Written before the publication of the BBC report
Later this morning, the world will find out the names and salaries of the BBC's most expensive talent. This is all being done in the name of 'transparency', one of those words used by the Government to appease a public mood for openness and also to weaken public trust in the corporation. Governments don't like the BBC. Some media organisations don't like the BBC. Some people don't like the BBC. Rather like the slo-mo death of the NHS by gradual demolition, the BBC is a big target for its commercial possibilities above and beyond any artistic, journalistic or entertainment merits.
The trouble is that such information will not be handled well by sections of the public and the media. It will not be viewed with any intelligent understanding of how the industry works. A lot of voyeurs will see the cash number and the associated name and develop a cough-splutter WTF moment. It will be gossip laced with bitchy bile and many a chin will scrape the floor in apoplexy. (I may well have a chin-drop moment here and there too!) Part of the nation salivates and prepares to deliver a good kicking.
It appears to me that revealing this information without proper comparisons across the whole industry with Sky, ITV and all the rest will just start a depressing game of Why Do You Think You Are Worth All That Dosh? Television and radio presenters are expensive people. Is that fair? Probably not. Footballers are expensive. Is it fair? Probably not. But within their own orbits, there is a going rate to attract talented people. Of course, there are also very talented people in other public service organisations - in health, education, the military, emergency services et al - and they are paid miserly sums in comparison to some showbiz personalities. Governments capping the salaries of essential service employees while allowing a free market to attract, select and pay huge amounts of dough to BBC entertainers and presenters is a powder keg - and once BBC salaries are released, boom!
Even before the official release of the BBC report, that cauldron of bitterness we call Twitter is boiling furiously as opinions, insults and poison spew out. Named personalities are being vilified and abused already and the vilification and abuse will just explode with a louder bang as photographs and big money numbers are splashed all over print, online and broadcast news. The BBC, yet again, and a lot of its employees, is in for a bumpy ride. Some criticism will no doubt be justified. And that's good. Big organisations need to keep analysing and managing costs. It is part of daily business life.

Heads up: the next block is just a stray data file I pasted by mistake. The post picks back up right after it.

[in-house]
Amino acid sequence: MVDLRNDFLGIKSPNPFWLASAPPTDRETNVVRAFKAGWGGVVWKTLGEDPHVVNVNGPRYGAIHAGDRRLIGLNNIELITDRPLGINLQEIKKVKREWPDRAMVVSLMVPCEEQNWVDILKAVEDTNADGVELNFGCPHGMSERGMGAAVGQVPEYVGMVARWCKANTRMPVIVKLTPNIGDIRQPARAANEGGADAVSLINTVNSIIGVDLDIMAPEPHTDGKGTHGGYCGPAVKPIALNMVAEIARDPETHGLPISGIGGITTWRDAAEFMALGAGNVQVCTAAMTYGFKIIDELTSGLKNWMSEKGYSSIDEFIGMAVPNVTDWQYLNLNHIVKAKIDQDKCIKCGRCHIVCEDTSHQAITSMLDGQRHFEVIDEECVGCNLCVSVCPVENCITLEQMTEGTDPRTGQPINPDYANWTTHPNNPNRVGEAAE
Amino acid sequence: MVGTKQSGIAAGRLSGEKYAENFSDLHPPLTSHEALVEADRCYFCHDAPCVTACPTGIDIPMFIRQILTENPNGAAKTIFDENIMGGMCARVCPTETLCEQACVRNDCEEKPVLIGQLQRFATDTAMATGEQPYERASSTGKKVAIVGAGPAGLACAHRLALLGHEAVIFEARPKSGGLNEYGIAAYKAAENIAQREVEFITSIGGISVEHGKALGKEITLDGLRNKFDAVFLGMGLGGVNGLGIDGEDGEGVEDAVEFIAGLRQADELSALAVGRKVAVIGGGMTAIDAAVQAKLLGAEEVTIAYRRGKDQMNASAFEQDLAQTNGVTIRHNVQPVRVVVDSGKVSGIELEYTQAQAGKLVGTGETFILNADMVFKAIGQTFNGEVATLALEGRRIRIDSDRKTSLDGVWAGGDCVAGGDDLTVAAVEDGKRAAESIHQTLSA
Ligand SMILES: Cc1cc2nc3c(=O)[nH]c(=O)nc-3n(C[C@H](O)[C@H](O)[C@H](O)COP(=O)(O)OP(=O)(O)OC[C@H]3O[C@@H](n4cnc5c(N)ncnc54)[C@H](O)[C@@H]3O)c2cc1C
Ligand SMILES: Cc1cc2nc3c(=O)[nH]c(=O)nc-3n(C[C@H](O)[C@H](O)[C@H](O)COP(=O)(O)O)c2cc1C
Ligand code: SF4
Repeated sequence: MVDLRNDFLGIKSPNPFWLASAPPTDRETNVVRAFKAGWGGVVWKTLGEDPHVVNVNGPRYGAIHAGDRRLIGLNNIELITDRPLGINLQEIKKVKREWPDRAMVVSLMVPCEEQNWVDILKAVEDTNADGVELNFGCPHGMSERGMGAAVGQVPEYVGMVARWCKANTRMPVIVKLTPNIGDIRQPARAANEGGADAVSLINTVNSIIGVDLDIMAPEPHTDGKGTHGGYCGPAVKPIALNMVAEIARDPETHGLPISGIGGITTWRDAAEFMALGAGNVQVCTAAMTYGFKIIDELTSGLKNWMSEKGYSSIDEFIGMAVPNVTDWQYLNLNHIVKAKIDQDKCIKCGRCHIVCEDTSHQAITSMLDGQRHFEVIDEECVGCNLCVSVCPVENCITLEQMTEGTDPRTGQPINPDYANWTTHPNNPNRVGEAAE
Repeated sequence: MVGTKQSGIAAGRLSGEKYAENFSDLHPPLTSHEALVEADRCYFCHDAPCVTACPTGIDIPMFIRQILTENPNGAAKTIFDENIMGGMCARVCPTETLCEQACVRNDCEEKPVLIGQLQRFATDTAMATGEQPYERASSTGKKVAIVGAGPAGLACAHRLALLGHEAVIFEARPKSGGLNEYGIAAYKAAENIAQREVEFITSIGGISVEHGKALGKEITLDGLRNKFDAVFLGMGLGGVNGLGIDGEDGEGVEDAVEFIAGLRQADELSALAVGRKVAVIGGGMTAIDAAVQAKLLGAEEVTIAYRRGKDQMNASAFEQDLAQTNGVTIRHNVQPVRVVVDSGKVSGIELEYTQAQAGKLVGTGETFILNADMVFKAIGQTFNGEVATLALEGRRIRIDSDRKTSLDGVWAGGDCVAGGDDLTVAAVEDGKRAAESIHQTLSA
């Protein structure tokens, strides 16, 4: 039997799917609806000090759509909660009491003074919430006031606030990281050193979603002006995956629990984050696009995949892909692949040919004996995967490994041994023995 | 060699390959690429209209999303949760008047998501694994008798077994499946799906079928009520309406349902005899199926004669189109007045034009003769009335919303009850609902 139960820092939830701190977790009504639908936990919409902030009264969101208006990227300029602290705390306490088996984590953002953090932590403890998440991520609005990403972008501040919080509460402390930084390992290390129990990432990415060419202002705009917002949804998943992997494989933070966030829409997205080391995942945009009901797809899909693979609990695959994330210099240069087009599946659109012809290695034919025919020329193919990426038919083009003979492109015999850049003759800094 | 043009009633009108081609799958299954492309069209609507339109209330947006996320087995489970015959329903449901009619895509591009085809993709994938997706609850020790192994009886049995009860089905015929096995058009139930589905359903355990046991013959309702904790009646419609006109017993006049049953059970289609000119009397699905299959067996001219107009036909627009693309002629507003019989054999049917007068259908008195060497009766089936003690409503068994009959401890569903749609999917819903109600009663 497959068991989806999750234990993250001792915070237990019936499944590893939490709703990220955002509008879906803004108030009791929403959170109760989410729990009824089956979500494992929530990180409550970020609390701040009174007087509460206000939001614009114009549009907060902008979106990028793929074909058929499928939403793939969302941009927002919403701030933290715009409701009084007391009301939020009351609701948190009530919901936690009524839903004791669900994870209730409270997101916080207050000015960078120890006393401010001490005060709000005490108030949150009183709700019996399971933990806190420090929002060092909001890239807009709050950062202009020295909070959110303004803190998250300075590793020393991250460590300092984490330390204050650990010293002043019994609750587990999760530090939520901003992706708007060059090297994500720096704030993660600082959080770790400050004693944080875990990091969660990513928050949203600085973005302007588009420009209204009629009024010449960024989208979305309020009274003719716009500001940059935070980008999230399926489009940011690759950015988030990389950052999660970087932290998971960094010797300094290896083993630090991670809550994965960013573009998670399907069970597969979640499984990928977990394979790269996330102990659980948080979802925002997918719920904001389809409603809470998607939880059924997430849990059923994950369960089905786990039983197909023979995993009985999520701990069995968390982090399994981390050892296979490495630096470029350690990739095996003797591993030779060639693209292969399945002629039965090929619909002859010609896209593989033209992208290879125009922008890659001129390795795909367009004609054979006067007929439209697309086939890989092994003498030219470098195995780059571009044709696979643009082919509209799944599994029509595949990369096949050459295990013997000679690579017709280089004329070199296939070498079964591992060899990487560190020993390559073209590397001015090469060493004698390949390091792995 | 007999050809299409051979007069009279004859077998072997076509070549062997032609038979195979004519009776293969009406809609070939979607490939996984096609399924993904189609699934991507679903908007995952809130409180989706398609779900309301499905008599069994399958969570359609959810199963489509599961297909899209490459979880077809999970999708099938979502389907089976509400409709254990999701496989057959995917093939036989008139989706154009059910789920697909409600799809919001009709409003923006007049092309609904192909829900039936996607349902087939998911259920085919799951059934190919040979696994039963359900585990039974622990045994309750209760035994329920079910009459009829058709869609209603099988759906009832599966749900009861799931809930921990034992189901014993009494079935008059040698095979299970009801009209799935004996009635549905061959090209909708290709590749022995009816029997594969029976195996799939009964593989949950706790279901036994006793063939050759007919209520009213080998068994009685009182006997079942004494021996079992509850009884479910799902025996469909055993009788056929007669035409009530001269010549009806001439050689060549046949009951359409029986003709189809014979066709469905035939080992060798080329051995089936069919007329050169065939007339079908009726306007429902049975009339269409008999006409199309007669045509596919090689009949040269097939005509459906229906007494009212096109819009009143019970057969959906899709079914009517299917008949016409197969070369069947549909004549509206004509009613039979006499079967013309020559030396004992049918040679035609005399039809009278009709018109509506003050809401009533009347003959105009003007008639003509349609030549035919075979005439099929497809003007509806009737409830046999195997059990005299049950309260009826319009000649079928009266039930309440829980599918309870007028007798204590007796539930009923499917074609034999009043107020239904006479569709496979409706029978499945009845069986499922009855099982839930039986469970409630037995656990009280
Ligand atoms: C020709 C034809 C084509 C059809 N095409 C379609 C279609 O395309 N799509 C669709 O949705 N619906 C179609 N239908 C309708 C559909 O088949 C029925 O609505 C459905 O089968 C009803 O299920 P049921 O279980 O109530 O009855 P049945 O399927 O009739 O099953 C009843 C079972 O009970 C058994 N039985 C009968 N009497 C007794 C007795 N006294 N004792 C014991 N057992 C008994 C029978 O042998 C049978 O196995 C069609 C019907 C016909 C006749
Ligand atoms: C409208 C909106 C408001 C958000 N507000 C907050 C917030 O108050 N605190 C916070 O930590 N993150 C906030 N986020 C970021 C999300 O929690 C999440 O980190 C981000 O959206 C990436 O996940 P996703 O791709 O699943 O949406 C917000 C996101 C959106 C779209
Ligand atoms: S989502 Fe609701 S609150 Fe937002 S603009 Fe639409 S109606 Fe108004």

One good thing about revealing high earners and earnings will be a much better comparison across genders. That will be the most important part of whatever figures are released. Fixing any pay gap is a priority in any organisation and such analysis and action should be welcomed.
And, by the way, all that hoo-hah about TV and radio presenters earning more than the Prime Minister....... That ain't the BBC's fault. It is a false comparison however it is dressed up. Anyone mad enough to want to be Prime Minister with all its associated crap and personal pressure should be paid several million pounds whoever they are and whatever colour rosette they sport.
So, buckle up. In a couple of hours, much shit will hit many fans. Will we be better off once 'transparency' has been achieved? Not a chance. Mind you, one of the upsides on this subject is that Twitter might well overheat and that little blue bird will drop dead from sheer exhaustion.
Speaking of birds, good luck BBC, for the vultures are circling.......
Written after the publication of the BBC report
Link to the juicy details: http://www.bbc.co.uk/news/entertainment-arts-40653861
Well, there you go. Some jaw-droppers in the list but actually I couldn't care less about salaries negotiated and agreed. The big flaw is the gender pay gap and that must be fixed.
I could fixate on presenters that do not appeal to me and who force me to reach for the remote control but that's more to do with my taste. I could focus on the ones I like and whimper that they deserve more. I repeat, I couldn't care less about the money. I prefer quality on my TV and radio, almost whatever the cost.
In addition, analysis of the numbers should be done on a like for like basis. Jobs must be fully comparable if salaries are to be fully comparable. How many hours, days, weeks, months in a year does each presenter work? It has a bearing and it is important not to assume that a lower paid presenter does the same or same amount of work as a higher paid presenter. Publication of a universal hourly or daily rate would have been helpful here.
It's a can of worms for sure and the information should be used to provoke positive change. BBC enemies will squeeze every last drop of negative blood out of this list. BBC haters will just scream abuse because that's attention-grabbing antisocial media fodder.
Non-BBC media folks in highly paid jobs for other organisations are already adopting a kind of smuggery that makes me want to grab hold of a bucket.
Hopefully, gender pay and contracts will be the primary beneficiary. The second beneficiary will be the gossip industry.
BBC - keep and strengthen the positives and eliminate the negatives.